With a variety of influenza strains circulating Australia, an expert says it's possible to be struck down with the disease twice this season.
It's certainly not common but it's more than possible to be hit with the flu twice this year as a mix of influenza strains circulate the country.
In the grip of the "worst-ever" flu season, Australians have been told that it's still not too late to get their influenza vaccination that offers protection against four strains in one shot.
Notifications data shows numerous strains are currently circulating the country, including three strains of influenza A and influenza B.
This "mix" of influenza has been driving notifications up, with the total number of cases across the country now surpassing 70,000.
With so many of the strains being reported and immune systems down, Professor Robert Booy says it's feasible someone would be "unlucky" enough to be struck down with more than one strain of flu.
"We've seen it in our clinical experience and we have seen it in all sorts of people, including nursing homes," said Prof Booy, who is head of the clinical research team at the National Centre for Immunisation Research and Surveillance (NCIRS).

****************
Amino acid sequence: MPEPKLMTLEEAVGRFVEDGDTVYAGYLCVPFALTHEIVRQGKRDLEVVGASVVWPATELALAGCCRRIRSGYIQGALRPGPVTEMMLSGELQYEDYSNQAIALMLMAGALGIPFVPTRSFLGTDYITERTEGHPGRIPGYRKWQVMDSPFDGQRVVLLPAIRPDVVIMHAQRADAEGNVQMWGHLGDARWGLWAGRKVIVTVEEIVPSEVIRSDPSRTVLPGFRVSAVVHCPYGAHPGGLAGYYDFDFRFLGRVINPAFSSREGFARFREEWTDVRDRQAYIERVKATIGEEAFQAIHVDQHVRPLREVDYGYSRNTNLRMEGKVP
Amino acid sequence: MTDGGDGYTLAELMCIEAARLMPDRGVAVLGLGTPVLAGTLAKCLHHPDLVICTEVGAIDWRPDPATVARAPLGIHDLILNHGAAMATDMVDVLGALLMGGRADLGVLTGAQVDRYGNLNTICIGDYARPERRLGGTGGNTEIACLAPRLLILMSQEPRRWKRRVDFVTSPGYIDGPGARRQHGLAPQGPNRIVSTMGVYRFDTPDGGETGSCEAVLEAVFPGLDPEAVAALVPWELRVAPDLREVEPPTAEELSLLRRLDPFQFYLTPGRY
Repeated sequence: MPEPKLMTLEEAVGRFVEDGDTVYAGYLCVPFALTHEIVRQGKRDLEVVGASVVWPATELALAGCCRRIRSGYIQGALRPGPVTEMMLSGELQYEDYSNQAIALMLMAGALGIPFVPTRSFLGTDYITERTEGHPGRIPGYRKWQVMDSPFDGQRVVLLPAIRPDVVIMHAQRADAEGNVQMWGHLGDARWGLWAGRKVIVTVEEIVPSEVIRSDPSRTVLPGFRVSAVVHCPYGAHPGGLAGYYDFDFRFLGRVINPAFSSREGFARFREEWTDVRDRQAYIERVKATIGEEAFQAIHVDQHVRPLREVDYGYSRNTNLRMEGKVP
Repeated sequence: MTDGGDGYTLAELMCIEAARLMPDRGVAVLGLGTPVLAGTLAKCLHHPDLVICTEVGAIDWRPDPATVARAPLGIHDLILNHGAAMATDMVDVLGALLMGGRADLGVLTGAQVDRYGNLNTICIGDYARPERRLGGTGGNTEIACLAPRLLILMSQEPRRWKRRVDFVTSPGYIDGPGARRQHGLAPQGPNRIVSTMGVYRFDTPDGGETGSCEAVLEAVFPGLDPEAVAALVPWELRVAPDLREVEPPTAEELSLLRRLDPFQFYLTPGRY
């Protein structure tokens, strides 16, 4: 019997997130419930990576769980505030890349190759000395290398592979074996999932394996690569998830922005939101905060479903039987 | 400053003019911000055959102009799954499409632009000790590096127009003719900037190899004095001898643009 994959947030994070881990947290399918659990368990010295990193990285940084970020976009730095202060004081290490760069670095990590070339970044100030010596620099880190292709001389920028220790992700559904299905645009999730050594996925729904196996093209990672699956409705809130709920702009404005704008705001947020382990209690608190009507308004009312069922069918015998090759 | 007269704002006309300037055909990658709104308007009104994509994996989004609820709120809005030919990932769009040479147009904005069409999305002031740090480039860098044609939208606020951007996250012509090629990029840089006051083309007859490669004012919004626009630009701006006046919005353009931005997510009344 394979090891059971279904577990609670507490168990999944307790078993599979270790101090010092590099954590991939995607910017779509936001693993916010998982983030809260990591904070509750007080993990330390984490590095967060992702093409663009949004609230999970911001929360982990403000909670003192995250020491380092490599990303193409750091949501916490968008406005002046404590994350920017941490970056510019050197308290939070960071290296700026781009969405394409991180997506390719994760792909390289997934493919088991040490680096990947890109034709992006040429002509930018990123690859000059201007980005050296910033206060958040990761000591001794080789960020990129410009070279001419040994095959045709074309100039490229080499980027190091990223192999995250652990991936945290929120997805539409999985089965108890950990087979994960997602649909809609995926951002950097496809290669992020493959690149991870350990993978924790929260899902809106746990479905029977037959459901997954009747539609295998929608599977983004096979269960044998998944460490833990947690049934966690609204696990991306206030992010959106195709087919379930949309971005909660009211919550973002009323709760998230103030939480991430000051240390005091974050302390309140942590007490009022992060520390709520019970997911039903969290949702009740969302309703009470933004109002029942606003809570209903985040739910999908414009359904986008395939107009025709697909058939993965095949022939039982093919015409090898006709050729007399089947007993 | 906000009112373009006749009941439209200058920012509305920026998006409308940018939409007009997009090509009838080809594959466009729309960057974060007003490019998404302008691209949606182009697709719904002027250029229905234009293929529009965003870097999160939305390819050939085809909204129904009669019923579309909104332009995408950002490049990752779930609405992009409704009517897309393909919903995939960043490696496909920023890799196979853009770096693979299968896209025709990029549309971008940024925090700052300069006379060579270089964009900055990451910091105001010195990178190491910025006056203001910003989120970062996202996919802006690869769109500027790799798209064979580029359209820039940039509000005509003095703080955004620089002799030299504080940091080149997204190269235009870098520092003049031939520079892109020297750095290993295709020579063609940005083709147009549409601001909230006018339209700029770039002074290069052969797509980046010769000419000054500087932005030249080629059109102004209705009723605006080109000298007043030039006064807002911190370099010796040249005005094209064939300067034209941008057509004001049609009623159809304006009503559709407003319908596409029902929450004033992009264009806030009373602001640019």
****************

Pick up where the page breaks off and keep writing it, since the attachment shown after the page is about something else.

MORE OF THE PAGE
"The immunity is not just whether you've had flu A because you can get another strain of flu A and you can get another strain of flu B," he told AAP.
Professor Bill Rawlinson, a senior virologist, says the current vaccine covers strains A (H1N1), A (H3N2), the B Brisbane strain and B Phuket strain.
"It's not too late to get vaccinated," Prof Rawlinson said.
Data released by the Immunisation Coalition on Tuesday also showed children aged 10-19 had been hit the hardest by this year's outbreak.
While this is not unusual, one possible explanation is there has been more influenza B circulating, says Prof Booy.
"We've had a lot of B and a lot of A so that may have increased a little bit the amount of childhood disease but we always have a peak in young children and older people," he said.
The expert also said there was no evidence to suggest the strains have been more virulent this year.
"We've got no evidence that it's nastier," Prof Booy said.
"What we do know is that there's always a spectrum and actually the great majority of people suffer from symptoms that feel just like a cold; maybe a third get it severely where they can't get out of bed and they've got a high fever, bad headache and go and see GP. Only a few per cent get sent by the GP through to hospital," he said.
Prof Booy says anyone who develops symptoms should promptly consider seeking antiviral medication, such as Tamiflu, from their GP.
"If you see the GP within 48 hours of developing illness it can work quite well. This is one time of the year when its important for GPs to consider prescribing it, particularly to people they think might need to go to hospital.